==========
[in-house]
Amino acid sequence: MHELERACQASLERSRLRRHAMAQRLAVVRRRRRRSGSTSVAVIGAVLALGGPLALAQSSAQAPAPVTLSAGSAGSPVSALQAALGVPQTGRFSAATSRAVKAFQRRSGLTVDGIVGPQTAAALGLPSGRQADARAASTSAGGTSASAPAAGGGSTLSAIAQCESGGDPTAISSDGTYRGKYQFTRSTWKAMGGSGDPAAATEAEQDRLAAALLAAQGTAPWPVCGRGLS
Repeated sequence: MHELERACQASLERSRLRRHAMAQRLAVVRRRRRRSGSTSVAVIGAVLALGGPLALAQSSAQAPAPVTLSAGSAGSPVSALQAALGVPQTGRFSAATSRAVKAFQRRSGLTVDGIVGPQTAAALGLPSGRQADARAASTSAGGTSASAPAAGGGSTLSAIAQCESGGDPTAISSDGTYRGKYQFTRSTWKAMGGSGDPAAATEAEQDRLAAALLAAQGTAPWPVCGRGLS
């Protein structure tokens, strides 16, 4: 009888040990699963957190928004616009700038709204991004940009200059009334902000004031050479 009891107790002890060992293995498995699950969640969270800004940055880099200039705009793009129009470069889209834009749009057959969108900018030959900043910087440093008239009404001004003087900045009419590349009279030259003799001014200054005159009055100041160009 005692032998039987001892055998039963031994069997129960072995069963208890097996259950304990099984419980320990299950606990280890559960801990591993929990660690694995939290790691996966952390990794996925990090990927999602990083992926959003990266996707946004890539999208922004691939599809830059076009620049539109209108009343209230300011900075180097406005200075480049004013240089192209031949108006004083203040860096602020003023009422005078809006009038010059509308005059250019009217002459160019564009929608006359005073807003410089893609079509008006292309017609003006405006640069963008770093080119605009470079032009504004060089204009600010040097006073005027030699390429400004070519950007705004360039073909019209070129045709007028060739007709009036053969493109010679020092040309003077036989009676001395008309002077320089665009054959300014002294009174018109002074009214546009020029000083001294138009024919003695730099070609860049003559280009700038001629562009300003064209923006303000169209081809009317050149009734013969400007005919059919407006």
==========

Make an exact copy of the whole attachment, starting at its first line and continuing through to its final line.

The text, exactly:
[in-house]
Amino acid sequence: MHELERACQASLERSRLRRHAMAQRLAVVRRRRRRSGSTSVAVIGAVLALGGPLALAQSSAQAPAPVTLSAGSAGSPVSALQAALGVPQTGRFSAATSRAVKAFQRRSGLTVDGIVGPQTAAALGLPSGRQADARAASTSAGGTSASAPAAGGGSTLSAIAQCESGGDPTAISSDGTYRGKYQFTRSTWKAMGGSGDPAAATEAEQDRLAAALLAAQGTAPWPVCGRGLS
Repeated sequence: MHELERACQASLERSRLRRHAMAQRLAVVRRRRRRSGSTSVAVIGAVLALGGPLALAQSSAQAPAPVTLSAGSAGSPVSALQAALGVPQTGRFSAATSRAVKAFQRRSGLTVDGIVGPQTAAALGLPSGRQADARAASTSAGGTSASAPAAGGGSTLSAIAQCESGGDPTAISSDGTYRGKYQFTRSTWKAMGGSGDPAAATEAEQDRLAAALLAAQGTAPWPVCGRGLS
């Protein structure tokens, strides 16, 4: 009888040990699963957190928004616009700038709204991004940009200059009334902000004031050479 009891107790002890060992293995498995699950969640969270800004940055880099200039705009793009129009470069889209834009749009057959969108900018030959900043910087440093008239009404001004003087900045009419590349009279030259003799001014200054005159009055100041160009 005692032998039987001892055998039963031994069997129960072995069963208890097996259950304990099984419980320990299950606990280890559960801990591993929990660690694995939290790691996966952390990794996925990090990927999602990083992926959003990266996707946004890539999208922004691939599809830059076009620049539109209108009343209230300011900075180097406005200075480049004013240089192209031949108006004083203040860096602020003023009422005078809006009038010059509308005059250019009217002459160019564009929608006359005073807003410089893609079509008006292309017609003006405006640069963008770093080119605009470079032009504004060089204009600010040097006073005027030699390429400004070519950007705004360039073909019209070129045709007028060739007709009036053969493109010679020092040309003077036989009676001395008309002077320089665009054959300014002294009174018109002074009214546009020029000083001294138009024919003695730099070609860049003559280009700038001629562009300003064209923006303000169209081809009317050149009734013969400007005919059919407006």